‘We are not surprised that footfall has not increased over the last week, as it follows a Black Friday success that confounded expectations,’ she said.
Boohoo’s website is currently boasting of ‘Up to 80 per cent off absolutely everything’
‘Consumers clearly took advantage of early discounts to purchase Christmas presents, and are now waiting for discounts to deepen once again in the days immediately before Christmas as retailers do their best to shift unsold stock.
‘Super Saturday is once again expected to be the peak Christmas trading day, although with Monday and Tuesday still offering consumers opportunities to purchase last minute gifts, its success will be more muted than if Christmas were landing on Monday or Tuesday when purchasing opportunities post Saturday would be more limited.’
The grim figures on discounts and shopper numbers suggest the country could see further high profile failures in early 2020.
Big names like Mothercare and Thomas Cook have gone, while others like House of Fraser, Debenhams and Marks & Spencer, which is encouraging people to shop through its website, are shutting stores or reducing floor space.
Retailers like AO.com are running deals on TVs, coffee machines and household appliances
M&S, which has tried to steer clear of events like Black Friday and festive sales across the store, is running a series of offers such as 40 per cent off party wear and a two for £60 deal on Merino jumpers.
For example, a black Lace High Neck Shift Dress is down from £59 to £35.40 and a Per Una Floral Wrap Midi Dress is down from £65 to £39.
Others like Currys PC World and AO.com, are running deals on TVs, coffee machines and household appliances.
Gap, Boots and the department stores are promoting savings of 50 per cent coupled with flash sales in particular departments, such as beauty products.
People queue outside JD Sports on Oxford Street in London on Black Friday on November 29
And John Lewis has no choice but to be pulled into the price cutting because of its ‘price match’ promise.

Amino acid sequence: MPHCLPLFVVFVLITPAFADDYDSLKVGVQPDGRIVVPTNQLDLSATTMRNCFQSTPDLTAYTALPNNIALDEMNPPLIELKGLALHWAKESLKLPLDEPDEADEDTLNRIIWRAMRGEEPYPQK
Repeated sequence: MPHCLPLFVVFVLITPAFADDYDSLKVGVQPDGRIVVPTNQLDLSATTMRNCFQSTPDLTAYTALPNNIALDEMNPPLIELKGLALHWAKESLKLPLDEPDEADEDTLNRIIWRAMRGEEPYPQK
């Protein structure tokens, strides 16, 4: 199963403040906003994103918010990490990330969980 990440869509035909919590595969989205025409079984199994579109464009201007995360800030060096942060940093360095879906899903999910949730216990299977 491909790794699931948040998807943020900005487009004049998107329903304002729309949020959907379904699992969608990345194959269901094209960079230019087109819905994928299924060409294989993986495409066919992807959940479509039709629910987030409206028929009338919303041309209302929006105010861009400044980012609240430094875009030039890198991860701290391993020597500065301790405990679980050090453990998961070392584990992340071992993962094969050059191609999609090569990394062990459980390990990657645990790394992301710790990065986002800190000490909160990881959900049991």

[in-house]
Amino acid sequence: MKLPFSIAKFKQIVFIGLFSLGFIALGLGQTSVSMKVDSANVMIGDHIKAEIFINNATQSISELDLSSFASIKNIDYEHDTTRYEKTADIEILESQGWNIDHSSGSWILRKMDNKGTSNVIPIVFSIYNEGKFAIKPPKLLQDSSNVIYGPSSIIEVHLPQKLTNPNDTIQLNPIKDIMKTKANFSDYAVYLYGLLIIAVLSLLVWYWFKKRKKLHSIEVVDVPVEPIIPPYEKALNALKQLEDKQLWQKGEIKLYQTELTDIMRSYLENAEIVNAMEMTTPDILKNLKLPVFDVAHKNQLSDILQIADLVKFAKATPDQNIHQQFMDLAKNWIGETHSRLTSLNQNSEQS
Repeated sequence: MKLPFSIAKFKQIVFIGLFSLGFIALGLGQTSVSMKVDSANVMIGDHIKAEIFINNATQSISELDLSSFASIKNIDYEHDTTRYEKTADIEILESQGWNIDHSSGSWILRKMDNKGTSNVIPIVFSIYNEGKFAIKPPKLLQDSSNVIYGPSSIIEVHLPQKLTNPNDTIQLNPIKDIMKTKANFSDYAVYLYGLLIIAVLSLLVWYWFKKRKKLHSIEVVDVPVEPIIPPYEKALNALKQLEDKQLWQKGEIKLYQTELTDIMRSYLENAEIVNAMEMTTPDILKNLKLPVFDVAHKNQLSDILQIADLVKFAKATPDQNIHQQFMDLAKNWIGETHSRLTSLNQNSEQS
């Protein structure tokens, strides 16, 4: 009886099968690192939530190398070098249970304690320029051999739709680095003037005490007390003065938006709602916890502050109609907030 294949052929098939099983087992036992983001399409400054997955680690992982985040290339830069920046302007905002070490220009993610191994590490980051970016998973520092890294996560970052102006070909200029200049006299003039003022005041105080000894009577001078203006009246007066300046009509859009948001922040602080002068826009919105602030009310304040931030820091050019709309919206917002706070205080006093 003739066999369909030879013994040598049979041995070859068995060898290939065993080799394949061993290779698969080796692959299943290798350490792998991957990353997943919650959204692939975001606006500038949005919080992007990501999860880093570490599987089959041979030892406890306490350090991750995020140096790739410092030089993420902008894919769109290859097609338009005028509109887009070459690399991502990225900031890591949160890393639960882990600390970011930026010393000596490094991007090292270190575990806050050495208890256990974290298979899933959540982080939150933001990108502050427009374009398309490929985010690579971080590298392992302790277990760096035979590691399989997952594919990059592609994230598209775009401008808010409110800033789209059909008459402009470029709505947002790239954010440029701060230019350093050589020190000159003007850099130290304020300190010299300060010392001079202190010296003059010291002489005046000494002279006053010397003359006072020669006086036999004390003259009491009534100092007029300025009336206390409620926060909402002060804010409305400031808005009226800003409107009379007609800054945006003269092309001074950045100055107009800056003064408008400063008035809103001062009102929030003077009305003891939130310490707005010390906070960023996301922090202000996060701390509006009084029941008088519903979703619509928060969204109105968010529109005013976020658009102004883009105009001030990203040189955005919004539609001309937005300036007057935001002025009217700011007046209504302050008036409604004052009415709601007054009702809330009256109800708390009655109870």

Online ‘fast fashion’ chains have been running sales for weeks. Boohoo’s website is currently boasting of ‘Up to 80 per cent off absolutely everything’.
It was selling a Snake Print Tiered Kimono reduced by 80 per cent to £4, although most of the deepest reductions were 50-60 per cent.
ASOS is promoting a ‘Get up to 50 per cent off’ sale. Deals included a French Connection rollneck knit jumper down from £75 to £38, while a Collarless Belted Blazer was 81 per cent off, marked down from £32 to £6; and a Double Breasted Cord Blazer was down 71 per cent with the price slashed from £35 to £10.
Bloodbath on the High Street: How shops in the UK went from bustling to bust
Mothercare and Mamas & Papas are the latest UK retailers to feel the pressure of the recent downturn affecting the high street.
According to KPMG, 44 retail businesses entered administration in just the six months to September, including a number of high street stalwarts.
Here are some of the key retailers which have gone bust or entered administration in the recent months and years:
-Mamas & Papas
Mamas & Papas collapsed into administration last month with six store closures, just days after rival Mothercare went bust. The retailer made 73 staff redundant and put 54 further jobs at risk within its head office.
Mothercare collapsed last month, leading to the closure of its 79 stores and loss of 2,800 jobs. Bosses blamed the high street’s ‘near existential problem’ for the firm’s demise.